At one time beetroot (beta vulgaris) was considered a difficult crop to grow but with modern 'bolt-resistant' varieties, it is now much easier, producing good consistent results with minimum effort.
The roots keep well, so they can easily be available
all year round, either picked fresh during the summer
or from stored or pickled supplies.
Soil Type: Light, well cultivated, non-acid soil.
Conditions: Full sun.
Ease of Cultivation: Easy.
Type: Root Vegetable.
When to Sow: April to July.
Harvest: May onwards (8-14 weeks after sowing).
Add plenty of humus and organic matter to the soil for best results and sweeten acid soils by liming. Do not add manure before sowing but follow a crop that was manured in the previous season.
Short-rooted varieties can be sown if the soil is heavy, poor or too shallow for long-rooted varieties.
Beetroot seeds tend to come in clusters, so thinning is usually necessary unless you can get hold of pelleted (monogerm) seed. When using monogerm seed, it is a good idea to presoak the seeds for around 30 minutes before sowing, which softens the coating.
Early sowings can be problematic, often running to seed. So for an easy, trouble free crop, sow from mid-March in the south and April to July in the north, depending on variety.
Direct sow, in warm well prepared soil. Sow seeds thinly, 1in (25cm) deep, in rows 12-15in (30-38cm) apart. Firm the soil after sowing. Thin young plants to 6-9in (15-23cm) apart, depending on variety and size.
Unless you are growing a large crop for pickling or storage, it is better to sow beetroot in short rows at weekly or fortnightly intervals, to ensure a steady supply for the kitchen. A 10ft (3m) row will produce approximately 10lb (4.5kg) of globe or 18lb (8kg) of long rooted beetroot.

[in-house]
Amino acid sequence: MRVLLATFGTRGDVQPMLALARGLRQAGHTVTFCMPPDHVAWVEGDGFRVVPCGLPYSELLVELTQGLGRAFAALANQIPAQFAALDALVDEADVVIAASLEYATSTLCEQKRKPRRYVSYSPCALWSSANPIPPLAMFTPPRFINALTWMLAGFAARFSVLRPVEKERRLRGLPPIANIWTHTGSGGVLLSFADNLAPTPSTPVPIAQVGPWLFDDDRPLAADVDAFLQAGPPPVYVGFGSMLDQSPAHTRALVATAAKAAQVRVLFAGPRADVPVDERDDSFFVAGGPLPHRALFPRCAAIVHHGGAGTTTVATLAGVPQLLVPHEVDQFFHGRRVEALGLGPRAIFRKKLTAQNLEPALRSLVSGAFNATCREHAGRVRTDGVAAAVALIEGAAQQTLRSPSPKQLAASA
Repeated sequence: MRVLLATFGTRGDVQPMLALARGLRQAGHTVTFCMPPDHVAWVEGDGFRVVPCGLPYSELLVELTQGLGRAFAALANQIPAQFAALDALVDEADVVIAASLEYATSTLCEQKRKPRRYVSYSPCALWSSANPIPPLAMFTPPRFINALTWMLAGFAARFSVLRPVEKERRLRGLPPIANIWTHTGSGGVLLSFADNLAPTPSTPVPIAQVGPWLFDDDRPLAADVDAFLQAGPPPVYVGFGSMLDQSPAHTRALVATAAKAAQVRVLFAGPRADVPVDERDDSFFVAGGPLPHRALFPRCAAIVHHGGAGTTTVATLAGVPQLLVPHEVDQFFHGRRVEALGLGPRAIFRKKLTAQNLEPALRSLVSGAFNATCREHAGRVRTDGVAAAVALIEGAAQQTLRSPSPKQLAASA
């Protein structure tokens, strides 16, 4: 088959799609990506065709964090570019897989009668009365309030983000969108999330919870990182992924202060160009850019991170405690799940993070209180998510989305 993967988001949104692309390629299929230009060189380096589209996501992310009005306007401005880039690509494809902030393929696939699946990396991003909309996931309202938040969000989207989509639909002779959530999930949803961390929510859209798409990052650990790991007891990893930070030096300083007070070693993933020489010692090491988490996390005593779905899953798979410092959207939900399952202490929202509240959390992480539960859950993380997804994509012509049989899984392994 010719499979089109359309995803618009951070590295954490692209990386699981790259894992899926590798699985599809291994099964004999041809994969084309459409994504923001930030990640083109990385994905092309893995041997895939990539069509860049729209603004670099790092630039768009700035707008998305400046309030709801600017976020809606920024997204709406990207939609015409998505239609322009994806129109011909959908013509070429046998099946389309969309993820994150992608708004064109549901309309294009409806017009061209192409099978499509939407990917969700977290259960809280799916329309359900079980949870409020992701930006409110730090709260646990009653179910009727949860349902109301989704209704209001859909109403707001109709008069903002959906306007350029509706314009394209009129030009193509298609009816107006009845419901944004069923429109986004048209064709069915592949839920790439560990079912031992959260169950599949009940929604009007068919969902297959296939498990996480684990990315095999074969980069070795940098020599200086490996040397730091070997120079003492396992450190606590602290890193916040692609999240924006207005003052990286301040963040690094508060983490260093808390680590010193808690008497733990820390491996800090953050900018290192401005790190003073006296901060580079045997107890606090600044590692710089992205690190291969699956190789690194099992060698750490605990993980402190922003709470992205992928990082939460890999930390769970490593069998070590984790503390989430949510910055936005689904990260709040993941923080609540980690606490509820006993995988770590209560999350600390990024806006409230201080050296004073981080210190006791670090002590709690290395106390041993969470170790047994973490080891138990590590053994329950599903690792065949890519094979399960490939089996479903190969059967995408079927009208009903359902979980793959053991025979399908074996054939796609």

Keep weed free but take care when hoeing to avoid damaging the roots. Water regularly. Beetroot needs a steady supply of water to prevent cracked and woody roots.
Generally trouble free but aphids may be a problem. Protect young seedlings from birds with netting or bird scarers.
Harvest when the roots are large enough for use, around 8-14 weeks after sowing. Pick globe varieties before they reach 4in (10cm) in diameter. Lift all roots before the middle of October.
Twist off the leaves to prevent bleeding. The roots can be dried and packed away in dry sand. Alternatively they can be wrapped individually in dry newspaper. Store in a cool frost-proof place. Check stores regularly and discard any rotten roots.
Cooked beetroot is delicious when eaten hot or cold. The root should be boiled in its skin and then peeled before eating. It can also be roasted or baked. Young beetroot leaves can also be used as a colourful addition to salads. The mature leaves can be cooked and eaten like spinach.
To boil: twist off the stalks 1-2in (3-5cm) above the base. Wash carefully to avoid damaging the skin to prevent bleeding. Place unpeeled into a saucepan, cover with water and bring to the boil. Cook for 1-2 hours, depending on size. Testing to see if they are tender with a skewer. After cooking, cool and remove the skin. Slice and serve in salads. Cold cooked beetroot can be pickled in jars of vinegar.
The roots are high in essential nutrients and a good source of fiber, folate (vitamin B9), manganese, potassium, iron and vitamin C. The young leaves are also high in vitamins.